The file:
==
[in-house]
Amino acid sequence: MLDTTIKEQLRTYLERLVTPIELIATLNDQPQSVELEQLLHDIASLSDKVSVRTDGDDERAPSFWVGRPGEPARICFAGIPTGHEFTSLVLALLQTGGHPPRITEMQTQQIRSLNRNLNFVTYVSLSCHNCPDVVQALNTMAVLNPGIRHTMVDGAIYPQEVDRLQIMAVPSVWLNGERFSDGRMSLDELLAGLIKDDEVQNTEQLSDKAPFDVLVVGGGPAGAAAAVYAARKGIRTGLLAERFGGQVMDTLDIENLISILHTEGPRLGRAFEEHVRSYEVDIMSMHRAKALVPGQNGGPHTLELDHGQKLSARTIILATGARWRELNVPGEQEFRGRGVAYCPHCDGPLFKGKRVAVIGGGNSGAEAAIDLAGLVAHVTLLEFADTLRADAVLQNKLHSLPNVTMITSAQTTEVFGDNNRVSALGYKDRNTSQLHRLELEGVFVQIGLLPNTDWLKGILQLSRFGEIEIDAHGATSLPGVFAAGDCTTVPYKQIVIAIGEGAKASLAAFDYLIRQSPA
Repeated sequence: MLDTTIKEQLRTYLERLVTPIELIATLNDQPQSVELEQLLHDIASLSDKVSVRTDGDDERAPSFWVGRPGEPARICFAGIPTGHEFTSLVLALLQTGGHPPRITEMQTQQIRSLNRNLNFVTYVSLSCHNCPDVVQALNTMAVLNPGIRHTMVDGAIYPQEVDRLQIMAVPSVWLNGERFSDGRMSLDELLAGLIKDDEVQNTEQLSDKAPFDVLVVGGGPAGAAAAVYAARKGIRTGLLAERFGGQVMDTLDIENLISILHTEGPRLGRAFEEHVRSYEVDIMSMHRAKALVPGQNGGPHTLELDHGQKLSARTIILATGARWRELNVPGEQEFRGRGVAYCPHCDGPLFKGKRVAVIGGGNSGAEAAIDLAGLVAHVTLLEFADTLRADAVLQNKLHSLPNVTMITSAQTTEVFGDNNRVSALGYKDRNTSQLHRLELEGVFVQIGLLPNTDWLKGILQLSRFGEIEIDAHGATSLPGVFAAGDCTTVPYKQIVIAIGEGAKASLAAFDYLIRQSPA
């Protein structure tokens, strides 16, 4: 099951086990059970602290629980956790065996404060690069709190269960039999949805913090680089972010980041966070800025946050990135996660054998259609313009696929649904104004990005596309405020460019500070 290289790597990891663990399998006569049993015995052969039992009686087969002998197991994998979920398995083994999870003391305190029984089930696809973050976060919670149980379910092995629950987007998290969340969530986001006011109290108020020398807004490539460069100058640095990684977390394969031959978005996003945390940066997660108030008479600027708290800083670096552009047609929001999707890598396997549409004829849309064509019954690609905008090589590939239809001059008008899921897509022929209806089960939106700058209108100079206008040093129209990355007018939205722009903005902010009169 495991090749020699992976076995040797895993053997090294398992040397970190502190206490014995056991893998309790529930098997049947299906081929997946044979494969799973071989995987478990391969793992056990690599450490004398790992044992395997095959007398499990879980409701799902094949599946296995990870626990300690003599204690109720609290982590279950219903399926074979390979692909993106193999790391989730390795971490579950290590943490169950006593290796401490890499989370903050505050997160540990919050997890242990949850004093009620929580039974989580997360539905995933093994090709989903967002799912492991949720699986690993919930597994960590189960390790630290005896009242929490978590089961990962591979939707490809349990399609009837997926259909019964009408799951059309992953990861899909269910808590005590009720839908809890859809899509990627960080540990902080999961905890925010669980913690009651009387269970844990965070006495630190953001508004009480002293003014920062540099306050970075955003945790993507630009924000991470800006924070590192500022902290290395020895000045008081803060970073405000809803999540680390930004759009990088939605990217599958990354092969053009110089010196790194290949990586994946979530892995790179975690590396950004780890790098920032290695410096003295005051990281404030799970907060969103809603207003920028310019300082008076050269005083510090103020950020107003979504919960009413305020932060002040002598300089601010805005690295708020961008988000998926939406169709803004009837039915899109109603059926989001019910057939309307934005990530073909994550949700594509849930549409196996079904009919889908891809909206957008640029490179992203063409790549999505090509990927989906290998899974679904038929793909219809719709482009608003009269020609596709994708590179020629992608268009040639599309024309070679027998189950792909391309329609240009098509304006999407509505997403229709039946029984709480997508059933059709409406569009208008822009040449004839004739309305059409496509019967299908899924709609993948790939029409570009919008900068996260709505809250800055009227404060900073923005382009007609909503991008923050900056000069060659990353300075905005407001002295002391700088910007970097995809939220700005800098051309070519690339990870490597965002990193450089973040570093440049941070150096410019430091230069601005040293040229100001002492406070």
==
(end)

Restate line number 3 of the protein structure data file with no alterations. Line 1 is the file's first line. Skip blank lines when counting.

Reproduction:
Repeated sequence: MLDTTIKEQLRTYLERLVTPIELIATLNDQPQSVELEQLLHDIASLSDKVSVRTDGDDERAPSFWVGRPGEPARICFAGIPTGHEFTSLVLALLQTGGHPPRITEMQTQQIRSLNRNLNFVTYVSLSCHNCPDVVQALNTMAVLNPGIRHTMVDGAIYPQEVDRLQIMAVPSVWLNGERFSDGRMSLDELLAGLIKDDEVQNTEQLSDKAPFDVLVVGGGPAGAAAAVYAARKGIRTGLLAERFGGQVMDTLDIENLISILHTEGPRLGRAFEEHVRSYEVDIMSMHRAKALVPGQNGGPHTLELDHGQKLSARTIILATGARWRELNVPGEQEFRGRGVAYCPHCDGPLFKGKRVAVIGGGNSGAEAAIDLAGLVAHVTLLEFADTLRADAVLQNKLHSLPNVTMITSAQTTEVFGDNNRVSALGYKDRNTSQLHRLELEGVFVQIGLLPNTDWLKGILQLSRFGEIEIDAHGATSLPGVFAAGDCTTVPYKQIVIAIGEGAKASLAAFDYLIRQSPA